The Wekinator is free, open source software. Wekinator 1.0 was originally created in 2009 by Rebecca Fiebrink. In 2015, Rebecca released Wekinator 2.0, an entirely new version with redesigned interactions, new algorithms, and ability to connect easily to dozens of other creative coding tools and sensors. Wekinator 2.0 continues to be gently updated with bug fixes and feature requests.
It allows anyone to use machine learning to build new musical instruments, gestural game controllers, computer vision or computer listening systems, and more.
The Wekinator allows users to build new interactive systems by demonstrating human actions and computer responses, instead of writing programming code.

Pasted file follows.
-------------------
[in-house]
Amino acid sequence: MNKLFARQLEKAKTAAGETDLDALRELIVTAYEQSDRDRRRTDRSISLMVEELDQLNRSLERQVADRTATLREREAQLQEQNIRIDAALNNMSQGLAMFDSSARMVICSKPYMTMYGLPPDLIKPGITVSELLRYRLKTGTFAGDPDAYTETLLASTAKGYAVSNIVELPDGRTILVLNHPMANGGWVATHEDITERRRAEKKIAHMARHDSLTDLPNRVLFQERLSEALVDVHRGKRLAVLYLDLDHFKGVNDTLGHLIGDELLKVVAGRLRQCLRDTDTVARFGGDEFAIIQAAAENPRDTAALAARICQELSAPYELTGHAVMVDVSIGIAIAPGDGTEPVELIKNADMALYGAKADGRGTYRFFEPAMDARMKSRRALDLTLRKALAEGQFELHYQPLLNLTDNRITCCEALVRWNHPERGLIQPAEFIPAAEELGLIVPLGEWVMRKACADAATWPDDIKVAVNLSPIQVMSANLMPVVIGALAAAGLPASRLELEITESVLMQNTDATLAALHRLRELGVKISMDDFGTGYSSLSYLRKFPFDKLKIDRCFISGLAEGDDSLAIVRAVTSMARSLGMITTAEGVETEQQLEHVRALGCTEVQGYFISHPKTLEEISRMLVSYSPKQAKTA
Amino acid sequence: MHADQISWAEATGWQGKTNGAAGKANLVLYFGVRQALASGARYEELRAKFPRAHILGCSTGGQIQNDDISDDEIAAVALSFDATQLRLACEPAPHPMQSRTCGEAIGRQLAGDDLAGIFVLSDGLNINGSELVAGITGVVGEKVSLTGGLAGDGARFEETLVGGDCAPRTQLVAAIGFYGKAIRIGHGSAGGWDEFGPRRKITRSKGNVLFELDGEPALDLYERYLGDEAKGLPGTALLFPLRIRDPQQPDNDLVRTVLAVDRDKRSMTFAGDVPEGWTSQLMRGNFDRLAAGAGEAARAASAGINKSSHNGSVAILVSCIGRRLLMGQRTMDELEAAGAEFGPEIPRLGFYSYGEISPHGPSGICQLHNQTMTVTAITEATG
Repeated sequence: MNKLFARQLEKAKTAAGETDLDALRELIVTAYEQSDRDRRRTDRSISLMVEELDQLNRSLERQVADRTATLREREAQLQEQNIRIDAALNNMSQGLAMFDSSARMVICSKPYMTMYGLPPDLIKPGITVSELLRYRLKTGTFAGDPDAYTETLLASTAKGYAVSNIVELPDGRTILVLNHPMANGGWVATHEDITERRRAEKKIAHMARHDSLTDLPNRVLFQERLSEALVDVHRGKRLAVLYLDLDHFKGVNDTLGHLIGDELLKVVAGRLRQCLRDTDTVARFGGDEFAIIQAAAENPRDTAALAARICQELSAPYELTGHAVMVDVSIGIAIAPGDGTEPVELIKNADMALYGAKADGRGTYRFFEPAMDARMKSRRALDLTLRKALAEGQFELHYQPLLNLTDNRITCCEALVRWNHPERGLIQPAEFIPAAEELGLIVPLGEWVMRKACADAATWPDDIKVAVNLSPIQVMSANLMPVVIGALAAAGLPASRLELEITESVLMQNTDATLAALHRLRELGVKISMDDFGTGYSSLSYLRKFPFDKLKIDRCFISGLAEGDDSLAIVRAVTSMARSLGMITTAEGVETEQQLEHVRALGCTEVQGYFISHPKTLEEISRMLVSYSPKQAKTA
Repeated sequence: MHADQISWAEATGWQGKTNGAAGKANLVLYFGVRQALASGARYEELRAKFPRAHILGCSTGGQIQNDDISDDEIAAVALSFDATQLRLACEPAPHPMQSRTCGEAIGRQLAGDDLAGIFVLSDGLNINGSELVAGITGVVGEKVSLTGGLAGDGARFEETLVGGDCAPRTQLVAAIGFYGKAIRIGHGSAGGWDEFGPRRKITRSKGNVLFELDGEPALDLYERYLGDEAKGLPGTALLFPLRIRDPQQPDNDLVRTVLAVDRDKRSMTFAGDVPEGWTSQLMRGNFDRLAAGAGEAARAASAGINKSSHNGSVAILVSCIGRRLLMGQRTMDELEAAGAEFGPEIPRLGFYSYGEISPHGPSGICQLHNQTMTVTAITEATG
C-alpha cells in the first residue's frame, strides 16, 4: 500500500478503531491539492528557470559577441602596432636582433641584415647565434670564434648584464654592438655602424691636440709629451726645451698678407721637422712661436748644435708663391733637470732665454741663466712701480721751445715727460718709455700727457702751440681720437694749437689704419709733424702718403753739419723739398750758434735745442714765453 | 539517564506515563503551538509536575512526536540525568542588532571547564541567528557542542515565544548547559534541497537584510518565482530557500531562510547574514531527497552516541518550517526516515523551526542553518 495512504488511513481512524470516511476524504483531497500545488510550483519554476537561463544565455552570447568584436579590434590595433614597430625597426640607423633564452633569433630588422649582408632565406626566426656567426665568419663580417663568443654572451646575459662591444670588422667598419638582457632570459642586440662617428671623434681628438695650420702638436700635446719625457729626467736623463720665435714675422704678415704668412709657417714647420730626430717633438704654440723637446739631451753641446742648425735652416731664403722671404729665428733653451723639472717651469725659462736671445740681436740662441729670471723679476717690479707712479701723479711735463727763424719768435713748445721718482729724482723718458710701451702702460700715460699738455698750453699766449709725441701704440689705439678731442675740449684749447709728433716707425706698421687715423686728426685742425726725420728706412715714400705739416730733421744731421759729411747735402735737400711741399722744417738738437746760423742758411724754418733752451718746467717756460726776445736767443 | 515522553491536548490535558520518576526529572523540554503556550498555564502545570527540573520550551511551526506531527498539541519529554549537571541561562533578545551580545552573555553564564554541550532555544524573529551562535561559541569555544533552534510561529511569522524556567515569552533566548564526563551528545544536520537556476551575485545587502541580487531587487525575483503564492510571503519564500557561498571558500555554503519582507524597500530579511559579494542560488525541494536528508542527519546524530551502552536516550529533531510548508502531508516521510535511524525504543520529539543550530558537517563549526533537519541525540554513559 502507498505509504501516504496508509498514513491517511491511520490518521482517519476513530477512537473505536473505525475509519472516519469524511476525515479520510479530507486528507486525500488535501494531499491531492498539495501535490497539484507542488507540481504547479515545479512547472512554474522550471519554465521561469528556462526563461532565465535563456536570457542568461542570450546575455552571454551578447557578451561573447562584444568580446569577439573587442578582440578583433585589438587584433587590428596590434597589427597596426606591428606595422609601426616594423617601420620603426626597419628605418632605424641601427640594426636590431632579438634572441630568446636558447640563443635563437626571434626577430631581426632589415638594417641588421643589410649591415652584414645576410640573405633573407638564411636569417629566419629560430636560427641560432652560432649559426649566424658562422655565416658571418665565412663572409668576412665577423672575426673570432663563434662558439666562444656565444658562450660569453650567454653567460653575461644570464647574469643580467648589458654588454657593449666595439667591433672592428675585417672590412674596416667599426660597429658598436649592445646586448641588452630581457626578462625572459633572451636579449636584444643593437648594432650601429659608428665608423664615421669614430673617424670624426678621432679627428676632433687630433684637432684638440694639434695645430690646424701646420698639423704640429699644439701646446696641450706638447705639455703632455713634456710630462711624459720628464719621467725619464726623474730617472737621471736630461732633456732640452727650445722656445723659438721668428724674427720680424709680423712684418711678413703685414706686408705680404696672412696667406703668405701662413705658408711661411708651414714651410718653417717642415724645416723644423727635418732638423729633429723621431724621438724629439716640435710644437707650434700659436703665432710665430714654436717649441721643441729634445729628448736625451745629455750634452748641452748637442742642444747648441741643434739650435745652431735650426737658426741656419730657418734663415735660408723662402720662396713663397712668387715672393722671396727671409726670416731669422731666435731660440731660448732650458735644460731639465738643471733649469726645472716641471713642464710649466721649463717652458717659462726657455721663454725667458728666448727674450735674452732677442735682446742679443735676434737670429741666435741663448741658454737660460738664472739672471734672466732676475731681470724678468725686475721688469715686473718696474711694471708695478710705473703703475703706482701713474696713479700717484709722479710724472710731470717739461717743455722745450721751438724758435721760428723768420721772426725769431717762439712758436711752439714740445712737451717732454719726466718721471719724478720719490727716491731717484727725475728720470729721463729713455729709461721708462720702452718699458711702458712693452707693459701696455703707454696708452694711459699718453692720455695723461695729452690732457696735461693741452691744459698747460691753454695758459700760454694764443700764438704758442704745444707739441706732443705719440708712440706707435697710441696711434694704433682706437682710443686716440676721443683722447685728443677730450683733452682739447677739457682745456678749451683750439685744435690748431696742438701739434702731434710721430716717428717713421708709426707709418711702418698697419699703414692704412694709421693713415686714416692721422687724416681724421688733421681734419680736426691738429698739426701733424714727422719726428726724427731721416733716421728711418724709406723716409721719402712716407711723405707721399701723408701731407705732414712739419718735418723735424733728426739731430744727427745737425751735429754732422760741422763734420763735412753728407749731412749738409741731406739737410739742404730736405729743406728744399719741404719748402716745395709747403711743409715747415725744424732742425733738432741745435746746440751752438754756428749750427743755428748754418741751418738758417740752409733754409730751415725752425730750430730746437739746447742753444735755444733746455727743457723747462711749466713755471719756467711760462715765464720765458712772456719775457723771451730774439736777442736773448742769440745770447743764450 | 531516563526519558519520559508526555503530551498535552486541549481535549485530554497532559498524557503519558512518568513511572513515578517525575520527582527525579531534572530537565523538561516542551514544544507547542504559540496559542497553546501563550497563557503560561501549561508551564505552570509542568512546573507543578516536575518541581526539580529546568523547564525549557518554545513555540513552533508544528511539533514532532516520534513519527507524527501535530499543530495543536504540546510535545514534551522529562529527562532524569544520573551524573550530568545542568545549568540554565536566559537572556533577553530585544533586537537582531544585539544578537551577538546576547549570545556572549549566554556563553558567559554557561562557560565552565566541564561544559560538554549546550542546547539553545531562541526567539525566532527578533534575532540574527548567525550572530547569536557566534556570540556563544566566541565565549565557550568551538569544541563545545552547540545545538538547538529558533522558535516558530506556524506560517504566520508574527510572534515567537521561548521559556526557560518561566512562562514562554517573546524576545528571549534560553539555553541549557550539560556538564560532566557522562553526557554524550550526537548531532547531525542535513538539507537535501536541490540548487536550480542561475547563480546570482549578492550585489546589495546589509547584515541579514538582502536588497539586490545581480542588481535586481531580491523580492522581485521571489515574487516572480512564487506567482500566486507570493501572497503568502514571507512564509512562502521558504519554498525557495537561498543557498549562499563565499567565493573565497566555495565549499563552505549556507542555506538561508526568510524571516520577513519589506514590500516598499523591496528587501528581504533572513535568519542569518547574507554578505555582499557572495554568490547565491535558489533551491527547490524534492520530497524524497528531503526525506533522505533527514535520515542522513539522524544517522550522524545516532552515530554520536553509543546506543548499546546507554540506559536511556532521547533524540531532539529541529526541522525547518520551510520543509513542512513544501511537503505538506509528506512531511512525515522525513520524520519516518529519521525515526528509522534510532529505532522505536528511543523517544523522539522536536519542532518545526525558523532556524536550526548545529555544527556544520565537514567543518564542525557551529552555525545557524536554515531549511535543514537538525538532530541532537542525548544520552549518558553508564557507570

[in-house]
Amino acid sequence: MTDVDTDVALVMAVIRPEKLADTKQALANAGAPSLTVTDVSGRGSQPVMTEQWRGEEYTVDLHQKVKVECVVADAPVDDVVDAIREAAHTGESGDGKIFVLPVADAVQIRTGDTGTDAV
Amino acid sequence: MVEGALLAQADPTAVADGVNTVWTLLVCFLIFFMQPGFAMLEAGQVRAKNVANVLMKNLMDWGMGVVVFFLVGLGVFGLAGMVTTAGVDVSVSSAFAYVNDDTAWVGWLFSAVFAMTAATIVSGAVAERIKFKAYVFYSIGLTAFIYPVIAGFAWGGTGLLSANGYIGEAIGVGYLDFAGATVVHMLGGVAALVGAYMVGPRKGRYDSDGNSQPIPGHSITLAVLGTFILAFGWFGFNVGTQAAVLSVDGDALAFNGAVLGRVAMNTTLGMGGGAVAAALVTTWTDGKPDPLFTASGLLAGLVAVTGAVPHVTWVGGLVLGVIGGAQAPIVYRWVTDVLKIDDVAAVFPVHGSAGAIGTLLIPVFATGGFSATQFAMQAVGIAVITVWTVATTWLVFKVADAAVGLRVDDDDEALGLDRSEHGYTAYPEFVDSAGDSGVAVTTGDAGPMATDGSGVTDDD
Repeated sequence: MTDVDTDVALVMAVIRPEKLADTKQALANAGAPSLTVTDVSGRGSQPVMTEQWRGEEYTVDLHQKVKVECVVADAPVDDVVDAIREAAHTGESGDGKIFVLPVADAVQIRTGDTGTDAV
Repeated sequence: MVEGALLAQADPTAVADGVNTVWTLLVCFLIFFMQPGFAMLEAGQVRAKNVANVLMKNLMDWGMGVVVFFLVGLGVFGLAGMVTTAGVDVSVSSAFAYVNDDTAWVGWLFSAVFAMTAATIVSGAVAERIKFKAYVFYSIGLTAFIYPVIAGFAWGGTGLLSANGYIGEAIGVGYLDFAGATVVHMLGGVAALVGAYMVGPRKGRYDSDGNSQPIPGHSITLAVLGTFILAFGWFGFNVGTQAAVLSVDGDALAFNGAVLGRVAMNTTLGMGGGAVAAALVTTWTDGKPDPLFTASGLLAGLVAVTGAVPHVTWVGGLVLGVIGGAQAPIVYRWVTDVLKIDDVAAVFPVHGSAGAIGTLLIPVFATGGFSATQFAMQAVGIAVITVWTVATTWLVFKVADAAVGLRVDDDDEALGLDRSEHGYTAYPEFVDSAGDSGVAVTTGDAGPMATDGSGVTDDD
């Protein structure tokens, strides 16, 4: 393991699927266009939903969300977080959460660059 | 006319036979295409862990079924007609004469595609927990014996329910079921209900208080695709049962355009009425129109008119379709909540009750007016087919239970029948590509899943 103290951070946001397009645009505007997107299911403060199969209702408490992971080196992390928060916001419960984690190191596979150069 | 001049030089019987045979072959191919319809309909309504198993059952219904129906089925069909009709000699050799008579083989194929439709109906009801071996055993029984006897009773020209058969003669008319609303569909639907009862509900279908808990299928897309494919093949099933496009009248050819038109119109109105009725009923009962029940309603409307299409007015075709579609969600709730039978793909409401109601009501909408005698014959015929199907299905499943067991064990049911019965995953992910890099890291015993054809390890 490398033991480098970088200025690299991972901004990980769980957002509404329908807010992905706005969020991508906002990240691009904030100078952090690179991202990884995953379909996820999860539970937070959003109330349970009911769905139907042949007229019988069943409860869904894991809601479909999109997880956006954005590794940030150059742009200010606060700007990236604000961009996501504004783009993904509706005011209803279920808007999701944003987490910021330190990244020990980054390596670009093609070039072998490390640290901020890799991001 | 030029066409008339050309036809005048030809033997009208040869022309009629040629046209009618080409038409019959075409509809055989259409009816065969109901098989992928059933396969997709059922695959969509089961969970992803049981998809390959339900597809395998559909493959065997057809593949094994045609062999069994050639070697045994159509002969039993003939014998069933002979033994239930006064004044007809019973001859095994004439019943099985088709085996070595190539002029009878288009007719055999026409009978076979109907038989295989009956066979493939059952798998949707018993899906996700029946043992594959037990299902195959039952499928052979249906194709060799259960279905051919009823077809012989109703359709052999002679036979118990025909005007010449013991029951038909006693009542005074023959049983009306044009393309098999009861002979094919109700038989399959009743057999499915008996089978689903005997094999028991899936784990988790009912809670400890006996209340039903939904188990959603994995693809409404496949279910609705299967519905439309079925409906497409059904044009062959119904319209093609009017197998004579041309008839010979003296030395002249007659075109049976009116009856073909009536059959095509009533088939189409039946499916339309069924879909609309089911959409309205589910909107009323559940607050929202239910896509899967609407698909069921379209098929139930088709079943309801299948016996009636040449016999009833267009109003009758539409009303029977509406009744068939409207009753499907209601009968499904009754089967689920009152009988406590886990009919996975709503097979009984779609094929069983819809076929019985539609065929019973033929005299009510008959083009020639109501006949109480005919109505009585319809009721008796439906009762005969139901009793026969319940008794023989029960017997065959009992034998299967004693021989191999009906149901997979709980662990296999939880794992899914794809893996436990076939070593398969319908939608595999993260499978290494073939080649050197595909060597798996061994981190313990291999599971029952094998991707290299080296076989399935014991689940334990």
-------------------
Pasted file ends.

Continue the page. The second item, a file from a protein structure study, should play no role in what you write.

Example applications include:
- Creation of new musical instruments
- Create mappings between gesture and computer sounds. Control a drum machine using your webcam! Play Ableton using a Kinect!
- Creation of gesturally-controlled animations and games
- Control interactive visual environments created in Processing, OpenFrameworks, or Quartz Composer, or game engines like Unity, using gestures sensed from webcam, Kinect, Arduino, etc.
- Creation of systems for gesture analysis and feedback
- Build classifiers to detect which gesture a user is performing. Use the identified gesture to control the computer or to inform the user how he’s doing.
- Creation of real-time music information retrieval and audio analysis systems
- Detect instrument, genre, pitch, rhythm, etc. of audio coming into the mic, and use this to control computer audio, visuals, etc.
- Creation of other interactive systems in which the computer responds in real-time to some action performed by a human user (or users)